The MDC-T Secretary General, Senator Douglas Mwonzora has called for electoral reforms in Zimbabwe before the next Harmonised Elections. Sen Mwonzora said electoral reforms will resolve the perennial problem of contested legitimacy in Zimbabwe.
In a post on Twitter, Sen Mwonzora also alluded to social and economic reforms that are pending in Zimbabwe. “In resolving the Zimbabwean crisis, we have to embark on serious and comprehensive social, political and economic reforms,” he said.
Zimbabwe adopted a new constitution in 2013 in a process that was co-chaired by Sen Mwonzora. Many provisions of that constitution have not yet been implemented, but the ZanuPF-led government is already seeking to amend various sections of the constitution. One of the mooted amendments is intended to give more power to embattled President Emmerson Mnangagwa, whereby he would be able to appoint all top judges, including those who sit in the Supreme Court. This particular amendment was, however, challenged in court by Jessie Majome and Innocent Gonese and was struck down in March 2020. Many other amendments, however remain in the pipeline.
Mwonzora made the call after the departure of South African ANC envoys comprised of Baleka Mbete, Sydney Mufamadi and Ngoako Ramatlhodi, who had come to assess the situation in Zimbabwe at the behest of President Cyril Ramaphosa. However, after meeting President Mnangagwa, the envoys cancelled proposed meetings with MDC-T and Nelson Chamisa and hastily departed for South Africa. Unconfirmed reports indicated that President Mnangagwa had told that the envoys that there was no crisis in Zimbabwe and they had been fed wrong information by exiled G40 luminaries like Saviour Kasukuwere and Walter Mzembi.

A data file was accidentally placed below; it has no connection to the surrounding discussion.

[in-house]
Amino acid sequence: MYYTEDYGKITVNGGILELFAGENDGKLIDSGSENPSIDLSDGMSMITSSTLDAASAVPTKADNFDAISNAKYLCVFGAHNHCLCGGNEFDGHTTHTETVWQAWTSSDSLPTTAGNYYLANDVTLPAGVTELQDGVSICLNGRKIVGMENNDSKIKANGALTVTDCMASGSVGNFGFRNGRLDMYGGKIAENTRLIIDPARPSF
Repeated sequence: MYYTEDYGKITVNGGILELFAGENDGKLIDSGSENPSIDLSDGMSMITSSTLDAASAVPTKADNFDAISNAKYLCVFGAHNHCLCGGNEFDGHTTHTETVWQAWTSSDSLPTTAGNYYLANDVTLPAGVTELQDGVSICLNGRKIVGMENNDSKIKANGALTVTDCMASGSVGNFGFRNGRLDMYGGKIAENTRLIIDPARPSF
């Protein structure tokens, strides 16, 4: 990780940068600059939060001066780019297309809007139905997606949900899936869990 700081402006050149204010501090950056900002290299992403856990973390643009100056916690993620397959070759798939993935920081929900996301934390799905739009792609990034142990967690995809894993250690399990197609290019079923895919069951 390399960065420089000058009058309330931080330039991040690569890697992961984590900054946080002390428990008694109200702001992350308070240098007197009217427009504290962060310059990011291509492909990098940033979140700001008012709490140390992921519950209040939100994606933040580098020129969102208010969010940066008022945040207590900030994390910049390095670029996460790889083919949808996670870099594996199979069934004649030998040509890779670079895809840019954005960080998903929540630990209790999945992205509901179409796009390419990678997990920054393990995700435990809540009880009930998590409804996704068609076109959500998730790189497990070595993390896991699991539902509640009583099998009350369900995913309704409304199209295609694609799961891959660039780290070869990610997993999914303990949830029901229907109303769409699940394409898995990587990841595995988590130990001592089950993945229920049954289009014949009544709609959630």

Zimbabwe is in the middle of a grappling economic and social crisis that is stemming from contested legitimacy of 2018 elections, which the highest court declared in favour of Mnangagwa after Chamisa had challenged the official results by Zimbabwe Electoral Commission to the Supreme Court. Average inflation is officially at 315% but independent economists have it spiralling above 950%, resulting in prices of basic goods and commodities having quadrupled since January 2020. Recorded incidents of police and army brutality have risen and Covid-19 outbreak cited by authorities as a reason for stringent lockdown enforcement. There is police and army on all roads to enforce a 6pm to 6am curfew. With unemployment levels of around 90%, most Zimbabweans survive through the informal sector and the stringent measures have destroyed many incomes, deeply entrenching poverty.
The remarks by Sen Mwonzora come at a time when he is contesting to lead the MDC-T party. They also come at a time when the world and region is looking closely at Zimbabwe. Just in the last few days, the African Union issued a statement expressing concern regarding erosion of civil liberties in Zimbabwe under the guise of combating Covid-19 by government.